As it appeared in the Daily Nation on June 12th , 2018
by Lucy Kiruthu
How should we react when a meal is delayed, a flight is cancelled, a package is lost or an email enquiry is not responded to? Should we just ignore the incidence and forgive the business, request for an explanation and improvement of service or just walk away never to return? In some businesses, service blunders are the order of the day and no action seems to be taken to improve the situation. In other businesses, every effort is made to ensure that lapses are prevented and if they happen, corrective action is taken immediately. How customers react to a given situation depends on a number of factors. I believe that one important factor is the level of trust that the customer has on the business.
A few days ago, we had just boarded a Southwest flight and were preparing for take-off when an announcement was made that the flight had been cancelled. The cancellation was because of a major mechanical issue. I observed as the customers calmly disembarked and awaited their rerouting. None of the customers seemed to complain or protest the airline’s decision. In our case, the flight cancellation resulted to a four hours wait at the airport. As part of the airline’s service recovery strategy, we each received a $200 transferrable voucher. The voucher, which was a surprise, was more than what we had paid for the flight. Southwest airlines is known to have built a great reputation and it has a very loyal customer base. It was evident during the incidence that its customers are very forgiving and trust the airline.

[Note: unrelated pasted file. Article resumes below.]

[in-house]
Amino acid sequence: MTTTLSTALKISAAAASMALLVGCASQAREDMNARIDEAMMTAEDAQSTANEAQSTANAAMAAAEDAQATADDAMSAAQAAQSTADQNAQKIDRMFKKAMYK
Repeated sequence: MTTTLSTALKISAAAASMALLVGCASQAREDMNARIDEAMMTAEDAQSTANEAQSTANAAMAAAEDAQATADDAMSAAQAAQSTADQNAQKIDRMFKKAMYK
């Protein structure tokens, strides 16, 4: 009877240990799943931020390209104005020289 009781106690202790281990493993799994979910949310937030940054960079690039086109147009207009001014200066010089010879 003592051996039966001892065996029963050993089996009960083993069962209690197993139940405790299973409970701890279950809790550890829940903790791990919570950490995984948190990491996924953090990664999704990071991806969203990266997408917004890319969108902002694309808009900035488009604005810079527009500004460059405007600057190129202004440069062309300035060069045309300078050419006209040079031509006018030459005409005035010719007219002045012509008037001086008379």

Forgiveness shows that customers trust a company enough to give it a second chance. Based on our own experiences and those of others, we are in a position to judge a business’s overall customer focus. Over time, as customers, we develop perceptions about a business. These perceptions are either positive or negative. When mistakes happen, we are ready and willing to forgive those companies that we trust to have our best interests at heart. However, if we do not trust a company, service blunders reinforce our negative perceptions. Such blunders become a reflection of a company’s incompetence. A service blunder can therefore be easily forgiven or can result to a further loss of confidence.
How businesses respond to service lapses is crucial. Is a sincere apology made? Is there a swift resolution? Is there any form of service recovery? When things go wrong, smart companies make amends that restore the faith that customers have on their brands. Customers might not forget but are willing to forgive businesses that are committed to make their experiences painless.
Today, more than ever before, customers have a wider choice. Customers can simply walk away after a service blunder. What can businesses do? Smart businesses must focus on the quality of their products and service as well as their overall experience. They must aim to create and deliver value for the customer resulting to satisfaction, delight and loyalty. Such businesses put in extra effort to build trust at every point of interaction; they seek to hold on to their customers both in the good and the bad times. They are focused on quickly winning back the customers. Above all, they recognize that customers are becoming less and less forgiving.
Lucy Kiruthu is a Management Consultant and Trainer connect via twitter @KiruthuLucy